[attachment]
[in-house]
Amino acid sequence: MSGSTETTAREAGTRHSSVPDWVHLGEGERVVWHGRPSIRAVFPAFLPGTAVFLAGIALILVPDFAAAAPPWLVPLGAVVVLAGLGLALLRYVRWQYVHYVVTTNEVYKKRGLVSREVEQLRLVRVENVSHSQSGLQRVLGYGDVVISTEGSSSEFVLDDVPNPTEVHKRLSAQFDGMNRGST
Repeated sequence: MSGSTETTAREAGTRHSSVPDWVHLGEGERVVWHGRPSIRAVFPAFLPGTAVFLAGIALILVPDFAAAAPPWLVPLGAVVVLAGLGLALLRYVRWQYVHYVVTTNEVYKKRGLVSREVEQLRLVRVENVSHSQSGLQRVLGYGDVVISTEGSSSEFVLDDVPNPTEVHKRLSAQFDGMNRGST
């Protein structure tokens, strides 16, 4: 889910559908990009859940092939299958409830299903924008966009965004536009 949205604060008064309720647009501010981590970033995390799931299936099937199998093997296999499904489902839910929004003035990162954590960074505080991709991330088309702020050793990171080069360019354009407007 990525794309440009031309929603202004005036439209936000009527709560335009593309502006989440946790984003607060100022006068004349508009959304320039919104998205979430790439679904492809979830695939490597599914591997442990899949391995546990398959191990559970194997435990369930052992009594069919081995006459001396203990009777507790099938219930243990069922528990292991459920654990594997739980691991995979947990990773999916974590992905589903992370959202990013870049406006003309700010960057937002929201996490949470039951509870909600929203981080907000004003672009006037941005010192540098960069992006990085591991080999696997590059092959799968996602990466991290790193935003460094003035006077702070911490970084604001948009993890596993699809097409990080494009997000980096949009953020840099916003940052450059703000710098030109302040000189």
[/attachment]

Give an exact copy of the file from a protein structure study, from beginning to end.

[in-house]
Amino acid sequence: MSGSTETTAREAGTRHSSVPDWVHLGEGERVVWHGRPSIRAVFPAFLPGTAVFLAGIALILVPDFAAAAPPWLVPLGAVVVLAGLGLALLRYVRWQYVHYVVTTNEVYKKRGLVSREVEQLRLVRVENVSHSQSGLQRVLGYGDVVISTEGSSSEFVLDDVPNPTEVHKRLSAQFDGMNRGST
Repeated sequence: MSGSTETTAREAGTRHSSVPDWVHLGEGERVVWHGRPSIRAVFPAFLPGTAVFLAGIALILVPDFAAAAPPWLVPLGAVVVLAGLGLALLRYVRWQYVHYVVTTNEVYKKRGLVSREVEQLRLVRVENVSHSQSGLQRVLGYGDVVISTEGSSSEFVLDDVPNPTEVHKRLSAQFDGMNRGST
């Protein structure tokens, strides 16, 4: 889910559908990009859940092939299958409830299903924008966009965004536009 949205604060008064309720647009501010981590970033995390799931299936099937199998093997296999499904489902839910929004003035990162954590960074505080991709991330088309702020050793990171080069360019354009407007 990525794309440009031309929603202004005036439209936000009527709560335009593309502006989440946790984003607060100022006068004349508009959304320039919104998205979430790439679904492809979830695939490597599914591997442990899949391995546990398959191990559970194997435990369930052992009594069919081995006459001396203990009777507790099938219930243990069922528990292991459920654990594997739980691991995979947990990773999916974590992905589903992370959202990013870049406006003309700010960057937002929201996490949470039951509870909600929203981080907000004003672009006037941005010192540098960069992006990085591991080999696997590059092959799968996602990466991290790193935003460094003035006077702070911490970084604001948009993890596993699809097409990080494009997000980096949009953020840099916003940052450059703000710098030109302040000189």